A couple of things same-sex marriage proponents often say strike me as thoroughly disingenuous. The second one bothers me more than the first one. But here’s the first one:
1. “If you really cared about traditional marriage, you would be trying to crack down on divorce.”
There is a lot to that, it must be said. The reason gay marriage is so widely accepted among the young is that it makes intuitive sense, given everything else this culture teaches them about the meaning of marriage and procreation. That is, widespread divorce, in vitro fertilization, and related phenomena have reshaped marriage and family formation into a consumer good — that is, into something defined by contracts and the limits of desire. Gay marriage proponents raise the divorce point to accuse marriage trads of hypocrisy; that is, we don’t really care about the sanctity of marriage, but are just using that as an excuse to exercise unwarranted prejudice against same-sex couples.
But this is not an argument against trying to stop same-sex marriage; it’s an argument for marriage trads to be more comprehensive in their marriage activism. The thing marriage trads understand is that once the Rubicon is crossed to redefine marriage to include same-sex couples, there will be no going back. It is a radical (= at the roots) change in the meaning of marriage, and the opportunity to reform a marriage culture badly disfigured by divorce will have been lost. Perhaps marriage trads realized that only too late, but that doesn’t make it any less true.
Besides which, SSM advocates who allude to the hypocrisy, or at least the illogicality, of permitting widespread hetero divorce but denying SSM based on “sanctity of marriage” arguments don’t allow for a parallel argument from the trad side. Namely, if marriage can be redefined to include SSM couples, by what logical principle should it be limited to two people? Who are we to tell the polyamorous that a nontraditional family they might wish to form is not entitled to formal recognition by the state? If desire, consent, and autonomy are the bases for justifying SSM, then why draw the line there? How can SSM advocates accuse trads of hypocrisy for holding a double standard on marriage sanctity re: divorce, but hold a double standard themselves on polygamy?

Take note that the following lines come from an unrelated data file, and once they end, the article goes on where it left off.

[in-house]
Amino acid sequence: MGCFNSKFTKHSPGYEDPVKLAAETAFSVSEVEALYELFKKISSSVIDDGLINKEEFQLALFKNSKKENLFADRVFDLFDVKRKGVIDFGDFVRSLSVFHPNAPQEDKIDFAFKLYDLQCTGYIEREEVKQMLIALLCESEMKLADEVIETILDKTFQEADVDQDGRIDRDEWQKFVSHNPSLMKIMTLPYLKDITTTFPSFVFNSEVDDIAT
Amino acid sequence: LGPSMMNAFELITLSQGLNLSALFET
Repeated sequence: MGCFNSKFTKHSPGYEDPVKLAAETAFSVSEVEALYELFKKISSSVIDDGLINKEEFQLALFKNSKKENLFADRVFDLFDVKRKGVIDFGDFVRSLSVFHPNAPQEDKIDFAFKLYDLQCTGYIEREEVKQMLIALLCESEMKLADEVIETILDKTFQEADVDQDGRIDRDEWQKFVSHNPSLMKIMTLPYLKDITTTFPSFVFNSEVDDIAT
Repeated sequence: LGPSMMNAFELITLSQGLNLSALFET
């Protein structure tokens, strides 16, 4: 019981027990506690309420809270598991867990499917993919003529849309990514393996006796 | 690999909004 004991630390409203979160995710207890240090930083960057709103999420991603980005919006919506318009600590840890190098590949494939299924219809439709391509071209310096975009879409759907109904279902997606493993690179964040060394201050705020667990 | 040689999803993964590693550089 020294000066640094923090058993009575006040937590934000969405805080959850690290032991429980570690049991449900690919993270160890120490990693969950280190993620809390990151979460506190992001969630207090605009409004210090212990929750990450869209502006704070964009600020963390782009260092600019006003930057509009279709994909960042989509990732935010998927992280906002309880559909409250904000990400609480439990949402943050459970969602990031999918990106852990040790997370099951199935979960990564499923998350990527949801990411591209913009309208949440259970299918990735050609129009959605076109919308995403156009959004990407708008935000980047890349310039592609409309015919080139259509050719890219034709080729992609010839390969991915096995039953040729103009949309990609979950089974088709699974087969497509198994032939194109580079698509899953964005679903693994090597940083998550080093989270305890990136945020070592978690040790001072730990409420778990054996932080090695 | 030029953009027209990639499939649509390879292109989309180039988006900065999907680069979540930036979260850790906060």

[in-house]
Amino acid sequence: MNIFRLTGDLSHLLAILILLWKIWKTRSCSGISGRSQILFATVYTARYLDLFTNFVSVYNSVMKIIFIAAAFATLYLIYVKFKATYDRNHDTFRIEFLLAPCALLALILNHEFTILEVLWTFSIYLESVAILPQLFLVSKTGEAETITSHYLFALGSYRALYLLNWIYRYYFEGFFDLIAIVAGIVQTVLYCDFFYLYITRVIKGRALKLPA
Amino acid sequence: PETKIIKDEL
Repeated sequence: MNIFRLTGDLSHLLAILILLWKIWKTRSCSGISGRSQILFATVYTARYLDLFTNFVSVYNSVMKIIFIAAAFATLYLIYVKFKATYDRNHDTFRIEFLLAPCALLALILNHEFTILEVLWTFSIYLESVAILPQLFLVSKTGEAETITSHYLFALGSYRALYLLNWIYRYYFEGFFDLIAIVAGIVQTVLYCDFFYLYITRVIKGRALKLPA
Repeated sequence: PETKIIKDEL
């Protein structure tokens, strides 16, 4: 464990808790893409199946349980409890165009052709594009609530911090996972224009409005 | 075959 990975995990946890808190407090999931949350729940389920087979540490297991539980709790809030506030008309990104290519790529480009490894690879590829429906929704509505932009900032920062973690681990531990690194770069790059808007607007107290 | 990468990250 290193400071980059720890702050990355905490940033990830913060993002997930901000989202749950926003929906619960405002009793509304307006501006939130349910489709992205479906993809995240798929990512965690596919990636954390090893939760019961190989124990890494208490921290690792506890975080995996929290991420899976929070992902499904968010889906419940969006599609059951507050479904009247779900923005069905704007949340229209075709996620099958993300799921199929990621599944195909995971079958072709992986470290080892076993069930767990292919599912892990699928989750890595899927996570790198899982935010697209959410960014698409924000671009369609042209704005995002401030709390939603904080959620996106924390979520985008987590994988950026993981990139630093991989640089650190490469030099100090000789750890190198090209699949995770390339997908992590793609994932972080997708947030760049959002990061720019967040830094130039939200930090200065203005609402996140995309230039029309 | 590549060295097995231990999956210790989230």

The second one is, to me, far more irritating:
2. “You can’t demonstrate any harm from same-sex marriage, so how can you deny marriage rights to same-sex couples based on a supposed harm for which there is no evidence?”
Leaving aside whether or not one can draw firm conclusions about such sweeping social change so early in the experiment, this strikes me as a straw man. Why? Because I don’t believe a single SSM proponent would abandon his or her support for SSM no matter how much harm could putatively be demonstrated from the practice.
Fundamental rights aren’t contingent on harm. Let’s say, for the sake of argument, that it could be demonstrated that allowing black and white children to attend the same schools caused measurable harm to either or both white kids and black kids. Would anybody support legal resegregation of schools? Of course not. The question is absurd. Some principles you live with even though they may cause harm, because they are taken to be fundamentally and inalienably right.
Besides, the social science data on the harm divorce does to children is quite strong, yet I do not hear, at least not from the left, calls to restrict personal autonomy by reining in divorce laws.
My point is simply that the idea that any SSM proponent who suggests, if only by implication, that he would be willing to change his mind if harm could be demonstrated is not being honest with his interlocutor, or perhaps even himself. If there is a constitutional right to same-sex marriage, then that right exists whether or not there is a real risk for damage to children and to the fabric of society. That’s what a “right” means. Right?
I would add that it’s deeply irritating when SSM proponents consider themselves to be the perfectly reasonable ones, and their opponents driven by irrational animus. A reader wrote me this morning saying that he and his 18 year old daughter discussed SSM the other night, and immediately she became emotional and tearful over the issue, and accused him of prejudice. They are both Christians, he said, and he simply wanted to discuss the issue in a theological and philosophical way. But she was incapable of even holding the discussion. He said that it wasn’t that she was unwilling to do it, but that she seemed literally incapable of talking about it in a rational way. Her reaction was based entirely on emotion. I have had that experience a number of times, and find it so common that I have pretty much given up on the conversation. Of course there are many, many people on my side of the issue who react that way. But I don’t for a minute believe that they are alone in this. Aside from the intellectual class, most people, I think, no matter which side they come down on, are motivated by unthinking prejudice and high emotion.